|0.32, 0.32 (Fixed)|
|0.50, 0.50 (Fixed)|
|0.680, 0.696 (Fixed)|
|0.636, 0.671 (Fixed)|
We use fixed values for the albedos ( and ) and the gravity darkening coefficients ( and ) of the components as for stars with the convective envelopes (Lucy 1967, Rucinski 1969). Also the non-linear limb-darkening coefficients ( and ) are fixed (van Hamme 1993). The other parameters (the dimensionless potentials and , the fractional luminosity of the primary, the inclination i of the system, the mass ratio , and the semi-major axis ) are all treated as the adjustable free parameters. The best fit (minimum sum of weighted squared residuals =0.00697) is found for the mass ratio value of .
Although the cycles which have been chosen for analysis, are little affected by the out-of-eclipse variations, the sinusoidal variation due to the rotational modulation was still seen in the analyzed light curve. Because of this, the out-of-eclipse variation was modeled with the stellar cool spots located on the secondary component.
We assumed that the secondary component was a spotted star for two reasons. The rapid variations in spot positions and sizes in our models (Section 2.3), which is generally seen in the spectral types K and M in the case of the young main sequence stars, point toward the cooler component of the system. In addition, the observed flare activity, characteristic for the stars of the spectral type M can be related to the secondary component.
2.2 Orbital Period Variation
The times of minima were computed without any extra corrections on the available short cadence detrended data of the system from the Kepler Mission Database (Slawson et al. 2011, Matijevič et al. 2012). For all times of minima, the differences between observations and calculations were computed to determine the residuals , using the ephemeris from the Kepler’s database:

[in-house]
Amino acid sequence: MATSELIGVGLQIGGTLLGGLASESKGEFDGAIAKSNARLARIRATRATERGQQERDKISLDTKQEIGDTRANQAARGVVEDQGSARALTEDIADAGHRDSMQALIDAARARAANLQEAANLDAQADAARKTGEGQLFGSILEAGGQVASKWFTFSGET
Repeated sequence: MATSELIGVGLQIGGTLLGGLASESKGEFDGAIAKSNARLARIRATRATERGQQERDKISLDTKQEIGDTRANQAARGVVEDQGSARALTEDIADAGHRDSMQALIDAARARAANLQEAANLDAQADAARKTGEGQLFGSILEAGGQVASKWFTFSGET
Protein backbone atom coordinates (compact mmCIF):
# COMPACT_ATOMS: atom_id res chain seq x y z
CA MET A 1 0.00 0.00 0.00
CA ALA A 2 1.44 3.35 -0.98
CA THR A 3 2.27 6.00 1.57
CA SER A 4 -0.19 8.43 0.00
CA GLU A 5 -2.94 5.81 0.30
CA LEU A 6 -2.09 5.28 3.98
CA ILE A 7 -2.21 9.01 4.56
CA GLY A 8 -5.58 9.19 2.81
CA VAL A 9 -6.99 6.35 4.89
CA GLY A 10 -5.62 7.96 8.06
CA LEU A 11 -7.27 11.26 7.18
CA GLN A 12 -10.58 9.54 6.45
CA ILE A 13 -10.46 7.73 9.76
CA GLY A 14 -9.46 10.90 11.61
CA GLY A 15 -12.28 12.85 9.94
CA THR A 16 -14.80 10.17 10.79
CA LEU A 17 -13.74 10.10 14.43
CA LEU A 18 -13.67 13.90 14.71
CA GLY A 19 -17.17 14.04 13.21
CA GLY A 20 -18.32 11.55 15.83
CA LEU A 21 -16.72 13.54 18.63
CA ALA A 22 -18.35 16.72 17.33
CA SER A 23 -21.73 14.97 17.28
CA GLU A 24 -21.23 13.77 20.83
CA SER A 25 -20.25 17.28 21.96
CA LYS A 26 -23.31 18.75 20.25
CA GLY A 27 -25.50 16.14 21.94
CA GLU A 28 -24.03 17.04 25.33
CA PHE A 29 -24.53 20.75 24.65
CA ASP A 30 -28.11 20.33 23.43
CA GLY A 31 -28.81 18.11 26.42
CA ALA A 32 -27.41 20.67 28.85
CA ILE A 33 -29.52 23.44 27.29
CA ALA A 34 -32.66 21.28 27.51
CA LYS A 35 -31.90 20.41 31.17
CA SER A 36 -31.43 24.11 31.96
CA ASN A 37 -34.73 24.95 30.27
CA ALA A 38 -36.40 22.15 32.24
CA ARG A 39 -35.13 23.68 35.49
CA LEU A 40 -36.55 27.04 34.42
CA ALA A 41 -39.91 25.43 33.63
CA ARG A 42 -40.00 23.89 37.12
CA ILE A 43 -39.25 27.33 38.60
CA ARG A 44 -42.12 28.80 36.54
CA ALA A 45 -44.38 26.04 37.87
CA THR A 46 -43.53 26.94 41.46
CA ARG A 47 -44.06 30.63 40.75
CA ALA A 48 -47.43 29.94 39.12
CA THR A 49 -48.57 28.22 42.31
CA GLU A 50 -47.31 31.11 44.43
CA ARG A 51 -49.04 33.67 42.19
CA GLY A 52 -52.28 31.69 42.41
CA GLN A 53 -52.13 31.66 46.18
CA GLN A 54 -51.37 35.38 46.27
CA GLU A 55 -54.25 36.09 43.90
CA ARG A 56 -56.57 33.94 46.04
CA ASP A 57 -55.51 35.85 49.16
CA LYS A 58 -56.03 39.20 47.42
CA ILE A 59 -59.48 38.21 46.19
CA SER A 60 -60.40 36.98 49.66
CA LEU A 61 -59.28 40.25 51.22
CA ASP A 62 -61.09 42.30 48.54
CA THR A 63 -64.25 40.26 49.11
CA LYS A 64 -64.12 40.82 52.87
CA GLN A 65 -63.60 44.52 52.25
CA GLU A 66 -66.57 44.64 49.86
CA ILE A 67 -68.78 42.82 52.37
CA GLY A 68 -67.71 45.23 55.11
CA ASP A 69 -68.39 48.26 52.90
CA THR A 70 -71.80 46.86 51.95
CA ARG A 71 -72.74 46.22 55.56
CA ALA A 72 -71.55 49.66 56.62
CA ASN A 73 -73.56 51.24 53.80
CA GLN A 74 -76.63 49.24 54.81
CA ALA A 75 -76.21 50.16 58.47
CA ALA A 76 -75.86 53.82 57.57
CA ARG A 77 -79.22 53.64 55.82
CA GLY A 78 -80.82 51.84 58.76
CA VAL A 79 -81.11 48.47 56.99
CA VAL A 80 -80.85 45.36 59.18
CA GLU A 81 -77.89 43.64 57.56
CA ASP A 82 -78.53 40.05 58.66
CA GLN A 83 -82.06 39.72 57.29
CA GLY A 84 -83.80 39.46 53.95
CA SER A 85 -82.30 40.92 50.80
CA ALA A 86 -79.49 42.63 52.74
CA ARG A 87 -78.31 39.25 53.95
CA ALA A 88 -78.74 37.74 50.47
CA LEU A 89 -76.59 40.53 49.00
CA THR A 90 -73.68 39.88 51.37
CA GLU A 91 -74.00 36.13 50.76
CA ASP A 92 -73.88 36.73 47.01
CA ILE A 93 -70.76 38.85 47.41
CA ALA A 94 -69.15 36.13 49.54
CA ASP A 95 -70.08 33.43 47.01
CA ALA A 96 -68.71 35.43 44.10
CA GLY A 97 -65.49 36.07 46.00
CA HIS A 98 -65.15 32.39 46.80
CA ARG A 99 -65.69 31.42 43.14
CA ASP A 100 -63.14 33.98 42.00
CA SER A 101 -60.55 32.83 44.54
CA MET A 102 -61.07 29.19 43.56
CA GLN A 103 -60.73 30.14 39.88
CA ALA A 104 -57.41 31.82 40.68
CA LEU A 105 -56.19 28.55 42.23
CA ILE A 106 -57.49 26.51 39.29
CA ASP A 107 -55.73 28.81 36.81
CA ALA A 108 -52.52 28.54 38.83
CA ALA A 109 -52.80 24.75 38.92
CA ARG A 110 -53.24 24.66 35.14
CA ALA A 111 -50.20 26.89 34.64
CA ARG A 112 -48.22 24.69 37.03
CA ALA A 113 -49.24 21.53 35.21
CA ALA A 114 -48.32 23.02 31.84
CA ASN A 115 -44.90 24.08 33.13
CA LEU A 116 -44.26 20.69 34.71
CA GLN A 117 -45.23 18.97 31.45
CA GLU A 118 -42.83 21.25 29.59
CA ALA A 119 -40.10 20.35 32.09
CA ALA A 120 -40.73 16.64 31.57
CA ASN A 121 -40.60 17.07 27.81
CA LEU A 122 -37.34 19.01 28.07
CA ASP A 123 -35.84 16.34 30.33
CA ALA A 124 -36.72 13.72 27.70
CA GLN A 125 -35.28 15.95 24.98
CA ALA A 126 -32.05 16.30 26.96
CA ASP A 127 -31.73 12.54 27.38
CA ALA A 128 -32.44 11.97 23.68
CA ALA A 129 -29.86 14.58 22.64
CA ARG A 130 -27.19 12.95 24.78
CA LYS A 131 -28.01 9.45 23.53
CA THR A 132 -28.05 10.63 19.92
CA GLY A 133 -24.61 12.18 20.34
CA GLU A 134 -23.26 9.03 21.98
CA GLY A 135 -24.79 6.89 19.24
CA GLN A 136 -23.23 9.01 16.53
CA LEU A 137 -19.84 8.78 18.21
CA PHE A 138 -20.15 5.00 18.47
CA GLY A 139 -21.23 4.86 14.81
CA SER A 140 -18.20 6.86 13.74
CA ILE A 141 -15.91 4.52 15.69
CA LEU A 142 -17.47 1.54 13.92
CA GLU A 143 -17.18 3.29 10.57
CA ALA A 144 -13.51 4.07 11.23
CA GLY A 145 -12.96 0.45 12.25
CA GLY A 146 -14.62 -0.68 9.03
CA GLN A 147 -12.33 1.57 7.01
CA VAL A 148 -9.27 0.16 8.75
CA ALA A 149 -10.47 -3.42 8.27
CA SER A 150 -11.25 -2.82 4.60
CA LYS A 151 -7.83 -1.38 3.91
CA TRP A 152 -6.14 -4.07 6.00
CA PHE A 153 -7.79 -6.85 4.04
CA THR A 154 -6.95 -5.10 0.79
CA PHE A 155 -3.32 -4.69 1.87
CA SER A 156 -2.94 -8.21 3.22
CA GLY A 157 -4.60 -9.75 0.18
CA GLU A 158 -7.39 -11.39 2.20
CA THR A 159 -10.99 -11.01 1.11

Some times of minima have very large error. In such cases we examined the light curves to find the sources of errors. It was generally noticed that there is a flare activity in these minima. Therefore, these times were removed from analysis. Finally, 278 times of minima were obtained from the observations during the Kepler Mission. Using the regression calculations, a linear correction was applied to the differences, and the residuals were obtained. After the linear correction on , a new ephemerides was calculated:
|(+24 00000)||(day)||day)||(+24 00000)||(day)||(day)|
|(+24 00000)||(day)||day)||(+24 00000)||(day)||(day)|
|(+24 00000)||(day)||day)||(+24 00000)||(day)||(day)|
Times of minima, epochs, minimum types, and residuals are listed in Table 2. A sample of the Table 2 is presented here, while full Table 2 is available from the Acta Astronomica Archive.
Variations of the residuals are shown in the upper panel of Fig. 3, while the residuals for the primary and secondary minima are plotted in the bottom panel. An interesting phenomenon can be seen in the bottom panel: the residuals of both the primary and the secondary minima vary synchronously, but in opposite directions. A similar phenomenon has been recently demonstrated for other chromospherically active systems by Tran et al. (2013) and Balaji et al. (2015).